Sunday, December 28, 2008

A Lyonese Liturgical Feature Spotted at the Parish of St-Georges in Lyon, France

Earlier this year, in February of 2008, the NLM reviewed certain ceremonial and liturgical aspects of the rite of Lyons -- the primatial See of Gaul. (See article.)

Like so many of the Western liturgical rites/uses, it too underwent various Romanizations in recent centuries, though -- happily -- it also saw the restoration of some Lyonese features in its 20th century editions -- beginning with the 1904 edition; the last edition being, I believe, that of 1954.

(The 1904 "Missale Romano-Lugdunense")

One of the elements of the rite of Lyons was the use of the "colletin", a type of collar used by the deacon and subdeacon and worn over the dalmatic or tunicle respectively at solemn Mass.

Now this type of vestment is not strictly Lyonese per se; one is also put to mind of the "collarin" used in the Ambrosian rite for instance. Archdale King in Liturgies of the Primatial Sees notes that this vestment is a development upon the apparelled amice. (For more on this aspect, cf. Appareled Amices and Dalmatic Collars and Their History)

The reason I raise this is because I recently saw some of the Christmas photos from the Eglise Saint-Georges in Lyon. While they (apparently) primarily use the 1962 Roman liturgical books rather than the Missale Romano-Lugdunense, I was very interested to note their use of the Lyonese colletin:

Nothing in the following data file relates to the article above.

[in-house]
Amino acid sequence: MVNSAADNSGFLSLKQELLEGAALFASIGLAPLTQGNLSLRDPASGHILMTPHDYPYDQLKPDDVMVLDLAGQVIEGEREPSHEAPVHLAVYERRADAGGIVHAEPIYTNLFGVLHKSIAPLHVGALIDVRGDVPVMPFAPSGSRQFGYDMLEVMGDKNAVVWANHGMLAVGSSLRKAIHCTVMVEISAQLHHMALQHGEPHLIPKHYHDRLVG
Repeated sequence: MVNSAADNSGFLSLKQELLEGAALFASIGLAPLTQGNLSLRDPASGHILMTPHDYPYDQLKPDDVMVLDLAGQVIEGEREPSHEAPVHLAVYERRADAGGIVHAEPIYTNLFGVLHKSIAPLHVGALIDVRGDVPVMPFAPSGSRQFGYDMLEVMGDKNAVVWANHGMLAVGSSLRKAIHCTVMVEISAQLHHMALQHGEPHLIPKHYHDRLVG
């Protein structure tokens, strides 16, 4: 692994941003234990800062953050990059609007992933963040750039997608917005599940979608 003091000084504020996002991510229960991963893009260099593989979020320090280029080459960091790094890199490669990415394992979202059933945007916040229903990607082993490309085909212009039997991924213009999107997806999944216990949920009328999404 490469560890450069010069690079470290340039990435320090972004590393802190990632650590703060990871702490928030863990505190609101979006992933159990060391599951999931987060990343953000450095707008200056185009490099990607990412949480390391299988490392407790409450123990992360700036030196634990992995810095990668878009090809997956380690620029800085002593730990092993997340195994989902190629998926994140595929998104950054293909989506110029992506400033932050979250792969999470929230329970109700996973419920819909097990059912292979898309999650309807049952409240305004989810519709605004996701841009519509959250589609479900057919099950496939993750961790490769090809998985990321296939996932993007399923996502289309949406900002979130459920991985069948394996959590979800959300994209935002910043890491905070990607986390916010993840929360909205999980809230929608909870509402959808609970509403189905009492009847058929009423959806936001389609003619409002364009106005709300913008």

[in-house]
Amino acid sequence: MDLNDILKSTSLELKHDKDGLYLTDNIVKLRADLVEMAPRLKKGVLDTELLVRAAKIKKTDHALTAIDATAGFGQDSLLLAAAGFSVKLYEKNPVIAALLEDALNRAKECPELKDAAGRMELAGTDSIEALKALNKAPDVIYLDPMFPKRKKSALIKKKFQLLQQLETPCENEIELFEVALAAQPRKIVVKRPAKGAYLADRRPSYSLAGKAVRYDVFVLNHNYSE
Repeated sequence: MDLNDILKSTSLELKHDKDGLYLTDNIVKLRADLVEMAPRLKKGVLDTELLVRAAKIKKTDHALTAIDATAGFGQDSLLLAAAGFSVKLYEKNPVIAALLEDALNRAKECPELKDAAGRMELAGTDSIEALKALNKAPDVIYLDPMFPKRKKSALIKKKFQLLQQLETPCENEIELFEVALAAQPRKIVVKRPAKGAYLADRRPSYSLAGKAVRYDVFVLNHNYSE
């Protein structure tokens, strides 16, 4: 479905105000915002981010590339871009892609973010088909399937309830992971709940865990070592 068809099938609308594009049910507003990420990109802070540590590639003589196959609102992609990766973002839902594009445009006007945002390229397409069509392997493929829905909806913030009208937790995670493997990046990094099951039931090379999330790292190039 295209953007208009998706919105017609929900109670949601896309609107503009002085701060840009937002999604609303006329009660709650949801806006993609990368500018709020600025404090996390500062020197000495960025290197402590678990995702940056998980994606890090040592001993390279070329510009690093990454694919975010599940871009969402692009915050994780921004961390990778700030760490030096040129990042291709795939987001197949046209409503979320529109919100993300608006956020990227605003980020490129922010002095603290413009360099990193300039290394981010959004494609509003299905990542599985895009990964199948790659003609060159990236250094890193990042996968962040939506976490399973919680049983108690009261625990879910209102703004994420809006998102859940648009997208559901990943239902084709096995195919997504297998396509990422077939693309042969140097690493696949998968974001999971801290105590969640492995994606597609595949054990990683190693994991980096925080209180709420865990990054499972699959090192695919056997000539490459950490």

(Photos credits: Ferruccio Nuzzo)

A perusal of their parish photo album will show that this is not the first time they have used this Lyonese feature.

A Comment upon Promoting the Recovery of Western Liturgical Traditions

This perhaps provides a point for further consideration.

While we all can rightly rejoice in the recovery and revival of the Roman usus antiquior to Catholic parish life, we should likewise advocate, promote and foster the recovery of our other Latin liturgical traditions; traditions that were either lost or replaced following the Council. Accordingly, I would propose that we should promote the recovery of liturgical books such as those of Lyons, the usus antiquior of the Ambrosian rite, the Bragan rite, the Dominican rite, the Carmelite rite and so on.

The Pope's message of continuity and of how we should treasure our liturgical inheritance should not begin and end with the Roman liturgical books. It has value for all Catholics and all liturgical traditions.

Let us then work to recover these venerable Latin liturgical traditions, just as we work to reform the reform and promote the Roman usus antiquior.

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